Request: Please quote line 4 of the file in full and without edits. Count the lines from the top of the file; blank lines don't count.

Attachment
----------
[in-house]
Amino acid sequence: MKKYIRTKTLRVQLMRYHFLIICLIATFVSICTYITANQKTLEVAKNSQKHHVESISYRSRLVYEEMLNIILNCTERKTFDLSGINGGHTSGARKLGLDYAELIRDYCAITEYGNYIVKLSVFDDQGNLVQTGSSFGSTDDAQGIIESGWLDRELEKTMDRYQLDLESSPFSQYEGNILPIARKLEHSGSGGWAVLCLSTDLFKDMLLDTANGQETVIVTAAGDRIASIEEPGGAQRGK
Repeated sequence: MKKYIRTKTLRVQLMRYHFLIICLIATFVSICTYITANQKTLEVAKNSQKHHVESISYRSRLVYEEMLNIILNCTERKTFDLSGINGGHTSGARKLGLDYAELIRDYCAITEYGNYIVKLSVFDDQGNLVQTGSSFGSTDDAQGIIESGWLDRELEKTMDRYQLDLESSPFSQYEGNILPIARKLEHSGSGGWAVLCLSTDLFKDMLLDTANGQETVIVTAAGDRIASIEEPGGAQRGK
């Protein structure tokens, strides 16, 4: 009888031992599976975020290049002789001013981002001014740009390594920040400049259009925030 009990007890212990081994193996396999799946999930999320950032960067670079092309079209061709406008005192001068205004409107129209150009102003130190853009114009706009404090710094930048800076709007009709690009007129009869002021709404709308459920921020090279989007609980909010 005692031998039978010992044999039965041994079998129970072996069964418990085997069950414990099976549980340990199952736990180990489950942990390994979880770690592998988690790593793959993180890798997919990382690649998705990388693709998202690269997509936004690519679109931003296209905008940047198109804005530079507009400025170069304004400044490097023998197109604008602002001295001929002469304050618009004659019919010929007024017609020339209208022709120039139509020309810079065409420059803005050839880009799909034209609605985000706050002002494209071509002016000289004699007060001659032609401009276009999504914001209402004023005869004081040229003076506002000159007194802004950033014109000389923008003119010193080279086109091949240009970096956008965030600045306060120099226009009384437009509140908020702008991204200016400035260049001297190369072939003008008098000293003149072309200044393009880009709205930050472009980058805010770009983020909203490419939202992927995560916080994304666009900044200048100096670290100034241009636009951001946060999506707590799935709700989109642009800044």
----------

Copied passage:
């Protein structure tokens, strides 16, 4: 009888031992599976975020290049002789001013981002001014740009390594920040400049259009925030 009990007890212990081994193996396999799946999930999320950032960067670079092309079209061709406008005192001068205004409107129209150009102003130190853009114009706009404090710094930048800076709007009709690009007129009869002021709404709308459920921020090279989007609980909010 005692031998039978010992044999039965041994079998129970072996069964418990085997069950414990099976549980340990199952736990180990489950942990390994979880770690592998988690790593793959993180890798997919990382690649998705990388693709998202690269997509936004690519679109931003296209905008940047198109804005530079507009400025170069304004400044490097023998197109604008602002001295001929002469304050618009004659019919010929007024017609020339209208022709120039139509020309810079065409420059803005050839880009799909034209609605985000706050002002494209071509002016000289004699007060001659032609401009276009999504914001209402004023005869004081040229003076506002000159007194802004950033014109000389923008003119010193080279086109091949240009970096956008965030600045306060120099226009009384437009509140908020702008991204200016400035260049001297190369072939003008008098000293003149072309200044393009880009709205930050472009980058805010770009983020909203490419939202992927995560916080994304666009900044200048100096670290100034241009636009951001946060999506707590799935709700989109642009800044």